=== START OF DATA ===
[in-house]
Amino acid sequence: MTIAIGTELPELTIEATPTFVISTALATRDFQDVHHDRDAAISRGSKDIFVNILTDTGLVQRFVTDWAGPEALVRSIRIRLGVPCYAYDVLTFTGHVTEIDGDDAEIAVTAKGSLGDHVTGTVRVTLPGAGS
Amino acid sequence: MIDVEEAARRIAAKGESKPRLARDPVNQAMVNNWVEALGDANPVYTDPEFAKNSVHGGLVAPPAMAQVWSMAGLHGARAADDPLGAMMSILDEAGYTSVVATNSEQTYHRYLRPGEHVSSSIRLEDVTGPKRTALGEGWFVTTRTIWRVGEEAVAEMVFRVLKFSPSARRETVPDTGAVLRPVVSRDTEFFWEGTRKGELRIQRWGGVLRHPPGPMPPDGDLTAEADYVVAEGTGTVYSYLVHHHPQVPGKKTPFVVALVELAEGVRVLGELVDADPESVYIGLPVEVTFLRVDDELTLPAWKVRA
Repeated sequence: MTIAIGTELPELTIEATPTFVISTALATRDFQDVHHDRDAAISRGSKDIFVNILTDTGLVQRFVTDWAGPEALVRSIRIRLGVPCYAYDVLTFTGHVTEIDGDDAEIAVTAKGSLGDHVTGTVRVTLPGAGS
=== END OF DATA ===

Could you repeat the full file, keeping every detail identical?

[in-house]
Amino acid sequence: MTIAIGTELPELTIEATPTFVISTALATRDFQDVHHDRDAAISRGSKDIFVNILTDTGLVQRFVTDWAGPEALVRSIRIRLGVPCYAYDVLTFTGHVTEIDGDDAEIAVTAKGSLGDHVTGTVRVTLPGAGS
Amino acid sequence: MIDVEEAARRIAAKGESKPRLARDPVNQAMVNNWVEALGDANPVYTDPEFAKNSVHGGLVAPPAMAQVWSMAGLHGARAADDPLGAMMSILDEAGYTSVVATNSEQTYHRYLRPGEHVSSSIRLEDVTGPKRTALGEGWFVTTRTIWRVGEEAVAEMVFRVLKFSPSARRETVPDTGAVLRPVVSRDTEFFWEGTRKGELRIQRWGGVLRHPPGPMPPDGDLTAEADYVVAEGTGTVYSYLVHHHPQVPGKKTPFVVALVELAEGVRVLGELVDADPESVYIGLPVEVTFLRVDDELTLPAWKVRA
Repeated sequence: MTIAIGTELPELTIEATPTFVISTALATRDFQDVHHDRDAAISRGSKDIFVNILTDTGLVQRFVTDWAGPEALVRSIRIRLGVPCYAYDVLTFTGHVTEIDGDDAEIAVTAKGSLGDHVTGTVRVTLPGAGS